Where State Route 24 meets the Gulf of Mexico, you’ll find the welcoming fishing village of Cedar Key. This two-square-mile island town, located one hour southwest of Gainesville, is famous for its clams (the local Tony’s Seafood Restaurant won the Great Chowder Cook-Off in Newport, R.I. three years in a row), as well as its crabs, its fishing, its artists and its wildlife. A dozen fishing charters are available for guided offshore or flats fishing for redfish, grouper, cobia, snook, trout, sheepshead and others. If you visit between mid-October and mid-May, be sure to bring or rent some crabbing nets – Cedar Key is a prime spot for catching and eating delicious stone crabs.
And while Cedar Key doesn’t offer much of a beach, several vendors such as the Cedar Key Marina, Cedar Key Paddling and Kayak Cedar Keys rent boats and kayaks for exploring the Cedar Keys National Wildlife Refuge, a set of 13 nearby islands that form a nesting ground for thousands of shorebirds. Paddle out to the islands to fish or observe birds, dolphins, rays, manatees and other wildlife. Note that Seahorse Key, identifiable by its historic lighthouse that houses the Seahorse Key Marine Laboratory, is closed to the public from March 1 to June 30 for bird nesting season.
Image via RNRobert, Flickr
8. Levy County Springs
Further inland from Cedar Key, Levy County hosts multiple springs open for swimming, snorkeling and scuba diving. Near a bend in the Suwannee River off of US Hwy 98, Fanning Springs State Park hosts a 200-by-150-foot spring pool with a floating dock and jumping platform, popular for families with children. Certified open-water scuba divers may dive here after registering with park staff.
From Fanning Springs, visitors can also canoe or kayak down the Suwannee River to Manatee Springs State Park, about seven miles away. A National Natural Landmark, the first-magnitude Manatee Spring hosts swimming, snorkeling, open-water diving and cave diving in its clear blue spring pool and 26,000 feet of mapped underwater caves. In winter, the park famously hosts West Indian manatees that migrate upstream from the Gulf to the warmer waters of the spring. Other popular water activities nearby include swimming at Levy Blue Springs County Park and scuba diving in the caverns at privately-owned Devil’s Den Springs and Blue Grotto Dive Resort in Williston.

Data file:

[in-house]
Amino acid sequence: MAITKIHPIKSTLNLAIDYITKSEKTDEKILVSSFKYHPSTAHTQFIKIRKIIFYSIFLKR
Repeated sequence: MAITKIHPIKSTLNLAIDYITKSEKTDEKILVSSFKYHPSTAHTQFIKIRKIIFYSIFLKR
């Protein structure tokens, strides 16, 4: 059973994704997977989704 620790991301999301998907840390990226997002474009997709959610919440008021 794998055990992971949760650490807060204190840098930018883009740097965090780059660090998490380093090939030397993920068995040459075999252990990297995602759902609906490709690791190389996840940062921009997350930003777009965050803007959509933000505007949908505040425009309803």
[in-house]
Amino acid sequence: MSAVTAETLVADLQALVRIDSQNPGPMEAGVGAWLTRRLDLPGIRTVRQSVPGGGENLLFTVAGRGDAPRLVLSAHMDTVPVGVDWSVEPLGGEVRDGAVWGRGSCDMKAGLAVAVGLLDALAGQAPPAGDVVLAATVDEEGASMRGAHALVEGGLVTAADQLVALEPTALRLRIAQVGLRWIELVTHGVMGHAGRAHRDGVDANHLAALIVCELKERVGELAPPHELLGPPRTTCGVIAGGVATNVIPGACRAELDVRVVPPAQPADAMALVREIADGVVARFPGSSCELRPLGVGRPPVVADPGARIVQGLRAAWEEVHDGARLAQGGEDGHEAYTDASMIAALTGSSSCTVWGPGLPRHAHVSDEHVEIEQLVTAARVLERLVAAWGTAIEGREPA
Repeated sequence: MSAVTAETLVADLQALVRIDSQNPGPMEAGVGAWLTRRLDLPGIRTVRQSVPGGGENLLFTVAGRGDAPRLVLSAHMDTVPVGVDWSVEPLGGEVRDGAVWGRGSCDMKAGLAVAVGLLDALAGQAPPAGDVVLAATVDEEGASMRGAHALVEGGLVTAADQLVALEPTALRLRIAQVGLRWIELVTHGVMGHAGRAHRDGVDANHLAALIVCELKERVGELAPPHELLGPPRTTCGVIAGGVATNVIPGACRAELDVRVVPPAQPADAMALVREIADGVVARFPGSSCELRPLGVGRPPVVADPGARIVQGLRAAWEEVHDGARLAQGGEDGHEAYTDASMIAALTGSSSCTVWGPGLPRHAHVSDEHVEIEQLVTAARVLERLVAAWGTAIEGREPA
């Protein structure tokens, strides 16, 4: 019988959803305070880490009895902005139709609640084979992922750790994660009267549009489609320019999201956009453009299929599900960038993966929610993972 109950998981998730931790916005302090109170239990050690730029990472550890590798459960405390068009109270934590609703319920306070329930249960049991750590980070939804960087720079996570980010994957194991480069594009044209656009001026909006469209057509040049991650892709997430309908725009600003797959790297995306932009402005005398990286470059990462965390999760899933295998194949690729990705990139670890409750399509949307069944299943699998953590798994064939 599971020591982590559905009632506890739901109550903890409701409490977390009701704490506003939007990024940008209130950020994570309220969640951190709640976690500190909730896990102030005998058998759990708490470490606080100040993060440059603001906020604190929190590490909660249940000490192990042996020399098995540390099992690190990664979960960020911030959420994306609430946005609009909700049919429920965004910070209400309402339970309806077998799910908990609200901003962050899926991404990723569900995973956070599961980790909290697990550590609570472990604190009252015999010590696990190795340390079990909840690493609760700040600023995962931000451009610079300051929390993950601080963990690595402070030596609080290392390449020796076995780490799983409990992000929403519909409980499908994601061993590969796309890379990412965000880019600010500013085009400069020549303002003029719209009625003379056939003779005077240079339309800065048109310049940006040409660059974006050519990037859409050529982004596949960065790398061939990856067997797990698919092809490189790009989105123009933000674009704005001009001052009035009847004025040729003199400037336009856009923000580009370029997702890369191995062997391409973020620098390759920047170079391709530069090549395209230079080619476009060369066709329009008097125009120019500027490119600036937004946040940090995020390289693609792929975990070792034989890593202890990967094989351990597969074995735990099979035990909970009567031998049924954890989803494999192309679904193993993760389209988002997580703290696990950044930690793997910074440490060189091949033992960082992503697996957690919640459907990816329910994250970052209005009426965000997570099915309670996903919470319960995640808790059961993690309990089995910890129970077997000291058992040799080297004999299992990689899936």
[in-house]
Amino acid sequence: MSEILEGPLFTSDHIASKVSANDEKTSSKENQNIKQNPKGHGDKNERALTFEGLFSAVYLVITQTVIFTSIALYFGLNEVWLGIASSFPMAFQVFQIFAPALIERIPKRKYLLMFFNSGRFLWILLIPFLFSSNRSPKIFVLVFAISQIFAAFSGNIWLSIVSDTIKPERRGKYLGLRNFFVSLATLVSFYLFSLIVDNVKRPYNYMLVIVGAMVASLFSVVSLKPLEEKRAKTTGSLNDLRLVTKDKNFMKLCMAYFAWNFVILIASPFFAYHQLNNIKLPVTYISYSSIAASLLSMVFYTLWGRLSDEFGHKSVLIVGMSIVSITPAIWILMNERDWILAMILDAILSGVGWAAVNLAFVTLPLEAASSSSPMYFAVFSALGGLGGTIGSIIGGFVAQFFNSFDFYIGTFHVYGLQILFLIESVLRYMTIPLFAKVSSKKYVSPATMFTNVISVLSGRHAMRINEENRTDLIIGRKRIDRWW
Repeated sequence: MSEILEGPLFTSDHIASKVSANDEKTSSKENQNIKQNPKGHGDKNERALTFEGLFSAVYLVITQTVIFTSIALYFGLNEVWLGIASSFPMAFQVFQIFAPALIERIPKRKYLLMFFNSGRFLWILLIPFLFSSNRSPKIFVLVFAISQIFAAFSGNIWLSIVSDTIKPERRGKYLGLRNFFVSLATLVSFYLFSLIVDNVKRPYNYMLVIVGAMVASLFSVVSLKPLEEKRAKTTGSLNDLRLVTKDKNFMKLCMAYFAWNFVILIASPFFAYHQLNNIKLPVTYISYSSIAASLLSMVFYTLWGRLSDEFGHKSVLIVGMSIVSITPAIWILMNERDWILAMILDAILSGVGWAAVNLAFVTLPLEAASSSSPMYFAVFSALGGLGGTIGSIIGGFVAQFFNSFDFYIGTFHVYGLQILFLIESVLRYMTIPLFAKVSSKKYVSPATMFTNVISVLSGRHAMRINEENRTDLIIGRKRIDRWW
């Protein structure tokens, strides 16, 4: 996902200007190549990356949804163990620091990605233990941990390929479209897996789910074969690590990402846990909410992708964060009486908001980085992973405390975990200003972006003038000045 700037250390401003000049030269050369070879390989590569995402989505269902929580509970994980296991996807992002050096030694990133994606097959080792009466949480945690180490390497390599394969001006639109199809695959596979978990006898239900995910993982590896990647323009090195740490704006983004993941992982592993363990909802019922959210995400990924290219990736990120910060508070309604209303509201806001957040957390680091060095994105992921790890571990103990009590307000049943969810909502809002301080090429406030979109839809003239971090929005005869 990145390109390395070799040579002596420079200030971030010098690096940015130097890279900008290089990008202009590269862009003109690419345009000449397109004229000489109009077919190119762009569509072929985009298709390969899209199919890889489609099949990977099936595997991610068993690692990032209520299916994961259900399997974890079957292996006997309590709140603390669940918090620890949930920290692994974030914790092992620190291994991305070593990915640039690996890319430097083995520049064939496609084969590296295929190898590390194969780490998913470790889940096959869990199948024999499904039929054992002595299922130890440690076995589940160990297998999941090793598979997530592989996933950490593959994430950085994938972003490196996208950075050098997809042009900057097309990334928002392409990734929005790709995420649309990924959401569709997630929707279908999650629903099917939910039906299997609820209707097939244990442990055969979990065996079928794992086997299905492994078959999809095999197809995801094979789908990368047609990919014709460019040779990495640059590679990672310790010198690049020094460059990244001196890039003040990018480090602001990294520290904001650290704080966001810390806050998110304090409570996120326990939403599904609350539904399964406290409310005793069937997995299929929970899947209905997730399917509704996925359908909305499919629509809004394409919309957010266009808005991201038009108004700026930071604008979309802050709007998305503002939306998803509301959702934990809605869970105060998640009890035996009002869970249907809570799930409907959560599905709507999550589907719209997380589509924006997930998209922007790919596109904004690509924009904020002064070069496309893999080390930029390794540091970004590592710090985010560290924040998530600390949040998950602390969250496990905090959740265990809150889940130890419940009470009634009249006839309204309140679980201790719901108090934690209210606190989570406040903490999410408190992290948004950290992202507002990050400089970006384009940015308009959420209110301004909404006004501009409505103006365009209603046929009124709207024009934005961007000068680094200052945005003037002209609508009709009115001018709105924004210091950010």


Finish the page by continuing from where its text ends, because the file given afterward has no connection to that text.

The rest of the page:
Image via Florida State Parks
Situated at the mouth of its namesake river on Florida’s Gulf Coast, the quiet town of Steinhatchee offers a Victorian-era fisherman’s retreat. In the summer, Steinhatchee (pronounced “STEEN”-hatchee”) becomes one of the top scalloping destinations in the country, and in winter months attracts numerous anglers for grouper season. Other popular catches include crabs, shrimp, trout, crevalle jack and redfish.
For an even more serene getaway, head eight miles upriver to Steinhatchee Falls, a three-foot waterfall over a natural limestone ledge, which once served as a river crossing for native tribes and settlers. Visitors can swim at the falls with caution, or enjoying canoeing, kayaking, fishing and picnicking along the river. Nearby trails offer a pleasant 3.3-mile hike from State Route 51 to the falls.